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Dialogs on Diversity and Global Education

Edited By Mirja-Tytti Talib, Jyrki Loima, Heini Paavola and Sanna Patrikainen

Intercultural and ethical issues are part of our daily lives. They share characteristics that make them particularly sensitive and sometimes volatile. The challenges that increasing diversity brings into education and schools in general are many as can be seen in this volume, for instance, in the Scandinavian countries, Estonia, United States, Canada, Japan and China. There are conflicting interpretations of multiculturalism and interculturalism. Culture plays a key role in different interpretations: North America is more tuned into hybrid aspects of students’ identities, while in many European countries ethnicity still dominates the discussion. Good teachers make a difference. They have an understanding of the socio-political context of education as well as intercultural competence. The essays in this book portray multicultural, intercultural, and global as well as theoretical and practical approaches to diversity and education.

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Multicultural teaching in Manitoba (Canada), Norway and Iceland Kristín Aðalsteinsdóttir, Guðmundur Engilbertsson andRagnheiður Gunnbjörnsdóttir 135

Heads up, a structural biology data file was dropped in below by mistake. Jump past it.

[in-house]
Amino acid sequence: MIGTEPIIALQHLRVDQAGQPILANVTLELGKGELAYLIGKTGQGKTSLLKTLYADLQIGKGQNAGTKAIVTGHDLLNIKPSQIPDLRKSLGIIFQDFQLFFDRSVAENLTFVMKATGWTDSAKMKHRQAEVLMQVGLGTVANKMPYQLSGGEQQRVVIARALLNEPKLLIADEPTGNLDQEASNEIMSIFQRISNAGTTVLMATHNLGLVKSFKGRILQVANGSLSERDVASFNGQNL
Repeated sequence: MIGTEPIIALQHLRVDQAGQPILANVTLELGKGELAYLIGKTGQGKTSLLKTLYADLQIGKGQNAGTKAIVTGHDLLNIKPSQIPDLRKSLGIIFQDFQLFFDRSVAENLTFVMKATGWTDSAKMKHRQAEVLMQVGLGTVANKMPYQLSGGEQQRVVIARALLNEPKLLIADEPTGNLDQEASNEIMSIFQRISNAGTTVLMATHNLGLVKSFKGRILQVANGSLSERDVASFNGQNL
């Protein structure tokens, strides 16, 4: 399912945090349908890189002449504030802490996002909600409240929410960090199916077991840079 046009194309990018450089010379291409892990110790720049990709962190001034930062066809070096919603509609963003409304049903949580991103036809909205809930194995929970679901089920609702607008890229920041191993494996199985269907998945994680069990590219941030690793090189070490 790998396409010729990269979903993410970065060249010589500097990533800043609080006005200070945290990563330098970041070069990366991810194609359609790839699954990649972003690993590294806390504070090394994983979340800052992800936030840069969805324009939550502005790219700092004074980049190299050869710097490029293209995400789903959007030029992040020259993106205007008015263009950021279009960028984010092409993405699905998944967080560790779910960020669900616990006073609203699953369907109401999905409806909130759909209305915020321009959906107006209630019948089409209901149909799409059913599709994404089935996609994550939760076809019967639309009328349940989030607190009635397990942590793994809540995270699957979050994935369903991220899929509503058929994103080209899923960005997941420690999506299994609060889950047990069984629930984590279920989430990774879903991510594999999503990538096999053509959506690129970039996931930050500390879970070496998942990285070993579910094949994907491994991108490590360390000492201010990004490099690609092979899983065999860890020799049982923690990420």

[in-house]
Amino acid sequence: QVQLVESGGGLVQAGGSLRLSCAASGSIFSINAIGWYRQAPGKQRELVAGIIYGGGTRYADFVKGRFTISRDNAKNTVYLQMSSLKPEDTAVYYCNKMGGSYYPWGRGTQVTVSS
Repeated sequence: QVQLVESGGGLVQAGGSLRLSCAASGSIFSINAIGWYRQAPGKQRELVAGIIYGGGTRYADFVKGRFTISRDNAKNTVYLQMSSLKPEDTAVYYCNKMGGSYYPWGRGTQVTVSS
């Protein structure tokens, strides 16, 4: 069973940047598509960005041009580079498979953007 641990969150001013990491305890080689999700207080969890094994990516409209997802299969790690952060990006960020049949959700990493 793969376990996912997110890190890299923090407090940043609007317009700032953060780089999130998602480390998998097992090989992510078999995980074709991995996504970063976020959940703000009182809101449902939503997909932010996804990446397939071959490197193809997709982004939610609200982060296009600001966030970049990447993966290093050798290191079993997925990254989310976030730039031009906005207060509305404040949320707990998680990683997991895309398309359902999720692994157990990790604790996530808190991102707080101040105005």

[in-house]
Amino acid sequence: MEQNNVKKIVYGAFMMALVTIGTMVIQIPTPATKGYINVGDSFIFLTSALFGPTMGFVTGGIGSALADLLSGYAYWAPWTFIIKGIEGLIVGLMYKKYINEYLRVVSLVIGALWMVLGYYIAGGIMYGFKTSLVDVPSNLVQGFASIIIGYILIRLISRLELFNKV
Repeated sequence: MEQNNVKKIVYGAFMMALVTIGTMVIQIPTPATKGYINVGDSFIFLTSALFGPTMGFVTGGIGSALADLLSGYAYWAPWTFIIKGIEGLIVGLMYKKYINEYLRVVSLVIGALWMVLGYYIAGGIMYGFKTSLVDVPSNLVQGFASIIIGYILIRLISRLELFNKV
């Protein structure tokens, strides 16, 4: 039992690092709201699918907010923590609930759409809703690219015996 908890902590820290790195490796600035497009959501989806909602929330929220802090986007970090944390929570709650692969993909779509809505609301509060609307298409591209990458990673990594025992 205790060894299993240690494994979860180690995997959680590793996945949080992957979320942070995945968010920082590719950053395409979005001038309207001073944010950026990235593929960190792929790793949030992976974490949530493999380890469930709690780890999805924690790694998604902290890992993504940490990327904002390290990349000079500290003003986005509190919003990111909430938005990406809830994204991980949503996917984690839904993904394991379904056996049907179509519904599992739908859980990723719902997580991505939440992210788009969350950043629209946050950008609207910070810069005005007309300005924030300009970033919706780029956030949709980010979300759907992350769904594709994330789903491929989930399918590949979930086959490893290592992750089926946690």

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135 Multicultural teaching in Manitoba (Canada), Norway and Iceland Kristín Aðalsteinsdóttir, Guðmundur Engilbertsson and Ragnheiður Gunnbjörnsdóttir Introduction Multiculturalism is an ideology that ascribes special value to communities com- prising people of varied nationalities, cultural backgrounds and religious lean- ings. The challenges of facing a multicultural society are familiar in Canada but relatively new to Scandinavia. The question thus arises. How do multicultural societies deal with challenges posed by their diversity? More particularly, what are the multicultural teaching practices by which these societies seek to incorpo- rate students into a unified yet diverse community which encourages the preser- vation of ethnic, cultural and religious values? The object of the present re- search, conducted in Manitoba (Canada), Norway and Iceland, was to examine selected teachers’ preparation for teaching culturally diverse learners, their abil- ity to meet the individual needs of students, and their perceptions of how their culturally diverse learners adapt to a new cultural community. The results show that the attitudes of teachers toward their students in the Manitoba schools differ markedly from those of their colleagues in Norway and Iceland. The background of the project Multiculturalism—multicultural teaching The aim of this research was to collect information about how teachers in the Canadian province of Manitoba, Norway, and Iceland become qualified and prepared to teach culturally diverse learners, how they meet the learners’ indi- vidual needs, as well as the teachers’ perceptions of how their culturally diverse learners adapt to a new cultural...

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